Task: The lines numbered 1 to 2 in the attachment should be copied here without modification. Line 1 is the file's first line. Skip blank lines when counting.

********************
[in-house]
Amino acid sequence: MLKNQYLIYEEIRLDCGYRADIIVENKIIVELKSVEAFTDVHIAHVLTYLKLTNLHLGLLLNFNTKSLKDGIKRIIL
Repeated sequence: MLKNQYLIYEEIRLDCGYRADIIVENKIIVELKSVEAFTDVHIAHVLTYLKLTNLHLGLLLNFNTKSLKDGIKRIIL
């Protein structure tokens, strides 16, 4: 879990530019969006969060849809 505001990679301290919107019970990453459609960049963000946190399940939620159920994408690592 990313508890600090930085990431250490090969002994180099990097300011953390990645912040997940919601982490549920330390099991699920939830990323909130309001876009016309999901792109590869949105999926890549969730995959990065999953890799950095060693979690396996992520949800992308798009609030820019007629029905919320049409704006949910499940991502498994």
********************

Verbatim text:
[in-house]
Amino acid sequence: MLKNQYLIYEEIRLDCGYRADIIVENKIIVELKSVEAFTDVHIAHVLTYLKLTNLHLGLLLNFNTKSLKDGIKRIIL